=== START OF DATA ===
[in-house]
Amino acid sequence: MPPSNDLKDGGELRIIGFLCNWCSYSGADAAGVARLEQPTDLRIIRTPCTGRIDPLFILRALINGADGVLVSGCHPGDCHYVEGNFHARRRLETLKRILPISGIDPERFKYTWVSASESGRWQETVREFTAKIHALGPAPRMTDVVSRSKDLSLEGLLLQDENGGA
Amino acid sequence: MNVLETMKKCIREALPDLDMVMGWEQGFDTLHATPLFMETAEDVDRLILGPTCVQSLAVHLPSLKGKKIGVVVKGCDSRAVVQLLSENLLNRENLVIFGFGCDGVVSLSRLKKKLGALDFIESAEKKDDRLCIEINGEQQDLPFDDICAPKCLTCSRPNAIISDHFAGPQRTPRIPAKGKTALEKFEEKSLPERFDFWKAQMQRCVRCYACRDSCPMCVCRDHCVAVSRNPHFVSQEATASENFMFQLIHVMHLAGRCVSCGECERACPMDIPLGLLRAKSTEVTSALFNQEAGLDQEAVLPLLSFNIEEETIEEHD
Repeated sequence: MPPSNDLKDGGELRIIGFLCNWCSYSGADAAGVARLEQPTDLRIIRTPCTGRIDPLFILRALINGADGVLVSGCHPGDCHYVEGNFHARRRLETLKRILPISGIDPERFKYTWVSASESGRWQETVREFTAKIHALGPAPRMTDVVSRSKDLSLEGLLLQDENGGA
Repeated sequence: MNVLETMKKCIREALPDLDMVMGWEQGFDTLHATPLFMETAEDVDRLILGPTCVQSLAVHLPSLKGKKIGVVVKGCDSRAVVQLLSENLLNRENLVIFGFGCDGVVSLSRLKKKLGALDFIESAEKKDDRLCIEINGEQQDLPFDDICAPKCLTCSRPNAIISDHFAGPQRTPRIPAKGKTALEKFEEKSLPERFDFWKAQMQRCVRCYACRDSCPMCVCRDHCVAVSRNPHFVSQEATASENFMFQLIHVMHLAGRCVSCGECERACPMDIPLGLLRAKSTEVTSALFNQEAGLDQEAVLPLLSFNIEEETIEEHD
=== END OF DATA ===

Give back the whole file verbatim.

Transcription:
[in-house]
Amino acid sequence: MPPSNDLKDGGELRIIGFLCNWCSYSGADAAGVARLEQPTDLRIIRTPCTGRIDPLFILRALINGADGVLVSGCHPGDCHYVEGNFHARRRLETLKRILPISGIDPERFKYTWVSASESGRWQETVREFTAKIHALGPAPRMTDVVSRSKDLSLEGLLLQDENGGA
Amino acid sequence: MNVLETMKKCIREALPDLDMVMGWEQGFDTLHATPLFMETAEDVDRLILGPTCVQSLAVHLPSLKGKKIGVVVKGCDSRAVVQLLSENLLNRENLVIFGFGCDGVVSLSRLKKKLGALDFIESAEKKDDRLCIEINGEQQDLPFDDICAPKCLTCSRPNAIISDHFAGPQRTPRIPAKGKTALEKFEEKSLPERFDFWKAQMQRCVRCYACRDSCPMCVCRDHCVAVSRNPHFVSQEATASENFMFQLIHVMHLAGRCVSCGECERACPMDIPLGLLRAKSTEVTSALFNQEAGLDQEAVLPLLSFNIEEETIEEHD
Repeated sequence: MPPSNDLKDGGELRIIGFLCNWCSYSGADAAGVARLEQPTDLRIIRTPCTGRIDPLFILRALINGADGVLVSGCHPGDCHYVEGNFHARRRLETLKRILPISGIDPERFKYTWVSASESGRWQETVREFTAKIHALGPAPRMTDVVSRSKDLSLEGLLLQDENGGA
Repeated sequence: MNVLETMKKCIREALPDLDMVMGWEQGFDTLHATPLFMETAEDVDRLILGPTCVQSLAVHLPSLKGKKIGVVVKGCDSRAVVQLLSENLLNRENLVIFGFGCDGVVSLSRLKKKLGALDFIESAEKKDDRLCIEINGEQQDLPFDDICAPKCLTCSRPNAIISDHFAGPQRTPRIPAKGKTALEKFEEKSLPERFDFWKAQMQRCVRCYACRDSCPMCVCRDHCVAVSRNPHFVSQEATASENFMFQLIHVMHLAGRCVSCGECERACPMDIPLGLLRAKSTEVTSALFNQEAGLDQEAVLPLLSFNIEEETIEEHD